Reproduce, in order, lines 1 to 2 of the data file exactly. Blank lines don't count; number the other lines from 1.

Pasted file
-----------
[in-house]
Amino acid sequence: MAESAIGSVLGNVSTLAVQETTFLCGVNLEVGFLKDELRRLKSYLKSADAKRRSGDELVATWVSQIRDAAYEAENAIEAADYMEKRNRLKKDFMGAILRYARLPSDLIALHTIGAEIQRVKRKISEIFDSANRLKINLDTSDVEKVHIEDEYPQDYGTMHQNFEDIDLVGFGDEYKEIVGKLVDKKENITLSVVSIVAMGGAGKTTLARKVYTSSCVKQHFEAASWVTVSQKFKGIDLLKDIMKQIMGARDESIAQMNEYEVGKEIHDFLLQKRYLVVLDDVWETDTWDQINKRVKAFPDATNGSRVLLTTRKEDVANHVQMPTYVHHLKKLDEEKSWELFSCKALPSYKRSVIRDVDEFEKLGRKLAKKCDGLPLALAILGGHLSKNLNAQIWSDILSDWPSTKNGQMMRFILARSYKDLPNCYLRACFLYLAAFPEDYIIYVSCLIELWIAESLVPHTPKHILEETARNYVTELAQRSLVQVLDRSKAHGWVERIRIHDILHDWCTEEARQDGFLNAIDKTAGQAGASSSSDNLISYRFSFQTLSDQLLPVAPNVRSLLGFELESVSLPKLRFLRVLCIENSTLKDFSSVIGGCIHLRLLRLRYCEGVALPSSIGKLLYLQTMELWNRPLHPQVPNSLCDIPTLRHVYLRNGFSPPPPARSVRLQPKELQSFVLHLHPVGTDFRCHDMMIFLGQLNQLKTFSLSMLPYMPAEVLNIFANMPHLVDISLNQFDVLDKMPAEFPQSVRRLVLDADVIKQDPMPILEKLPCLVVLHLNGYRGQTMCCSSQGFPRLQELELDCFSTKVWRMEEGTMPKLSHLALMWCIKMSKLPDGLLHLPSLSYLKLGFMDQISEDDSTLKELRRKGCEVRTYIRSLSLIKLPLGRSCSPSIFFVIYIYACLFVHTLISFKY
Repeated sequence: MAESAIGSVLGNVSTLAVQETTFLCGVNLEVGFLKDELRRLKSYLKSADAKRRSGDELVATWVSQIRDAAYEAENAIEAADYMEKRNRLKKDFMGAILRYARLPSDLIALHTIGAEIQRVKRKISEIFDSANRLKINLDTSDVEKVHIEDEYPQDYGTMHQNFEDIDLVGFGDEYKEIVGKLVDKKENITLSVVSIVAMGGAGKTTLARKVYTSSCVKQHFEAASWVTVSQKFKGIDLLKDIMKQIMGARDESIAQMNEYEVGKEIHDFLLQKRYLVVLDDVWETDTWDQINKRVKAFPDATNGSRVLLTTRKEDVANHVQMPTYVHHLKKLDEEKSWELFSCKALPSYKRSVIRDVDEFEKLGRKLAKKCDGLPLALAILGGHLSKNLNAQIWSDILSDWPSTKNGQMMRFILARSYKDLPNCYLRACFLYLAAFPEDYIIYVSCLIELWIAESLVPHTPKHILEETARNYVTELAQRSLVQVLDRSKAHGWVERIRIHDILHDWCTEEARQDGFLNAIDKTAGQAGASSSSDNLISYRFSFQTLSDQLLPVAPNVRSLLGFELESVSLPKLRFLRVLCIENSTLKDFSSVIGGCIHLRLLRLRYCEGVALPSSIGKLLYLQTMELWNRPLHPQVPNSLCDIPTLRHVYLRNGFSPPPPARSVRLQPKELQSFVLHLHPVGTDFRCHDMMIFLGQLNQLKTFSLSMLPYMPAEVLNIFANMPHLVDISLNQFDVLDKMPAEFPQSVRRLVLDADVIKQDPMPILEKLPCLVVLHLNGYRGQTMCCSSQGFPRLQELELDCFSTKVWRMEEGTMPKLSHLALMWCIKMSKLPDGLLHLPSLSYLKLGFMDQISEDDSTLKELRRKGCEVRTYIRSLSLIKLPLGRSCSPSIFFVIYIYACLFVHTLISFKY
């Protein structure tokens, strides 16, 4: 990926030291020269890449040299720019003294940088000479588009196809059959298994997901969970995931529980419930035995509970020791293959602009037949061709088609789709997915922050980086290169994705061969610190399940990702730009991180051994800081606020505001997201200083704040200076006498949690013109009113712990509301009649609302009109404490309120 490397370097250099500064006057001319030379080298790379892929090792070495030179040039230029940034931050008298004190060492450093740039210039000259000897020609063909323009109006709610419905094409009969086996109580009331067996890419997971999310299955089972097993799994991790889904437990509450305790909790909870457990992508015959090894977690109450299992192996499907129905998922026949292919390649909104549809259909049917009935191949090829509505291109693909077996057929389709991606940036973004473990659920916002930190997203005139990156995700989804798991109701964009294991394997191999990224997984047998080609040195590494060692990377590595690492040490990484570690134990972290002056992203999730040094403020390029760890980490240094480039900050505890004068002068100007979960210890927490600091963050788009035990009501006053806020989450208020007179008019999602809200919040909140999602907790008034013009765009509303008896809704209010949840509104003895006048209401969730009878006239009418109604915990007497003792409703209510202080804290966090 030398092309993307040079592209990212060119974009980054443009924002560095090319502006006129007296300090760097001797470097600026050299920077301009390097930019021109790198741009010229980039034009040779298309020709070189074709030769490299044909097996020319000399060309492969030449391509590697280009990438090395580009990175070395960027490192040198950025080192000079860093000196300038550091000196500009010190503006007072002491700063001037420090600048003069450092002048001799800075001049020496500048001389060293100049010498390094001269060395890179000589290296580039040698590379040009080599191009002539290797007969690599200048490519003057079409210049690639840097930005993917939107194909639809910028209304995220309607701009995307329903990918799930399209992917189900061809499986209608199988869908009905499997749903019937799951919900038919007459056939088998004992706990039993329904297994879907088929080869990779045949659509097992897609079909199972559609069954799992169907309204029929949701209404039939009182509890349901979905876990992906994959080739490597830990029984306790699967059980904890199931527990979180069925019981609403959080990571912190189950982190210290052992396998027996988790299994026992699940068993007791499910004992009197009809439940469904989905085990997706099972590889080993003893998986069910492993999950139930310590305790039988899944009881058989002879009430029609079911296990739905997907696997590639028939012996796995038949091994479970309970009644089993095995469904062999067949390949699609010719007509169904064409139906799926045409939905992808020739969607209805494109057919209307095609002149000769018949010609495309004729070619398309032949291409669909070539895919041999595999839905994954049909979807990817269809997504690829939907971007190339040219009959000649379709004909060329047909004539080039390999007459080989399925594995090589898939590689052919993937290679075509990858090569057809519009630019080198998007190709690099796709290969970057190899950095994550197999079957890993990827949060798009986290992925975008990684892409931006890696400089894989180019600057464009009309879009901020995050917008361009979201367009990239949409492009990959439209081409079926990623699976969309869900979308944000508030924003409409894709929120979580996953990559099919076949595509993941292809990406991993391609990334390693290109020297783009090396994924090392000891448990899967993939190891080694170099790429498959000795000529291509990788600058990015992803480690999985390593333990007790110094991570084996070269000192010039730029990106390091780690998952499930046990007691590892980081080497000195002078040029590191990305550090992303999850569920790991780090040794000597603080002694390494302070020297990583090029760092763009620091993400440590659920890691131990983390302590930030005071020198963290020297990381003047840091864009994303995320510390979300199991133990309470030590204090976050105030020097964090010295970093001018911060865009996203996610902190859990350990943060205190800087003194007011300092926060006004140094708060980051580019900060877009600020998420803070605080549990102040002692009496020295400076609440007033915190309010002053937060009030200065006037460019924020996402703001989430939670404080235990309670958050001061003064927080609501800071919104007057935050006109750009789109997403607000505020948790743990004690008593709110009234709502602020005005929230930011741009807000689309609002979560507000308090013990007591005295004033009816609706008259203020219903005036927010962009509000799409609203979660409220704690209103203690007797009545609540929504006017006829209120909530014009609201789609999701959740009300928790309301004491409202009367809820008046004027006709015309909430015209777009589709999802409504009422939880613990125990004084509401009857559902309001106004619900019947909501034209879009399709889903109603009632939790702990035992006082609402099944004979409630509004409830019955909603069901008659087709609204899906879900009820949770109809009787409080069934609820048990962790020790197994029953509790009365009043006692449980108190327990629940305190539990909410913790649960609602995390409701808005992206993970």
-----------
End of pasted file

[in-house]
Amino acid sequence: MAESAIGSVLGNVSTLAVQETTFLCGVNLEVGFLKDELRRLKSYLKSADAKRRSGDELVATWVSQIRDAAYEAENAIEAADYMEKRNRLKKDFMGAILRYARLPSDLIALHTIGAEIQRVKRKISEIFDSANRLKINLDTSDVEKVHIEDEYPQDYGTMHQNFEDIDLVGFGDEYKEIVGKLVDKKENITLSVVSIVAMGGAGKTTLARKVYTSSCVKQHFEAASWVTVSQKFKGIDLLKDIMKQIMGARDESIAQMNEYEVGKEIHDFLLQKRYLVVLDDVWETDTWDQINKRVKAFPDATNGSRVLLTTRKEDVANHVQMPTYVHHLKKLDEEKSWELFSCKALPSYKRSVIRDVDEFEKLGRKLAKKCDGLPLALAILGGHLSKNLNAQIWSDILSDWPSTKNGQMMRFILARSYKDLPNCYLRACFLYLAAFPEDYIIYVSCLIELWIAESLVPHTPKHILEETARNYVTELAQRSLVQVLDRSKAHGWVERIRIHDILHDWCTEEARQDGFLNAIDKTAGQAGASSSSDNLISYRFSFQTLSDQLLPVAPNVRSLLGFELESVSLPKLRFLRVLCIENSTLKDFSSVIGGCIHLRLLRLRYCEGVALPSSIGKLLYLQTMELWNRPLHPQVPNSLCDIPTLRHVYLRNGFSPPPPARSVRLQPKELQSFVLHLHPVGTDFRCHDMMIFLGQLNQLKTFSLSMLPYMPAEVLNIFANMPHLVDISLNQFDVLDKMPAEFPQSVRRLVLDADVIKQDPMPILEKLPCLVVLHLNGYRGQTMCCSSQGFPRLQELELDCFSTKVWRMEEGTMPKLSHLALMWCIKMSKLPDGLLHLPSLSYLKLGFMDQISEDDSTLKELRRKGCEVRTYIRSLSLIKLPLGRSCSPSIFFVIYIYACLFVHTLISFKY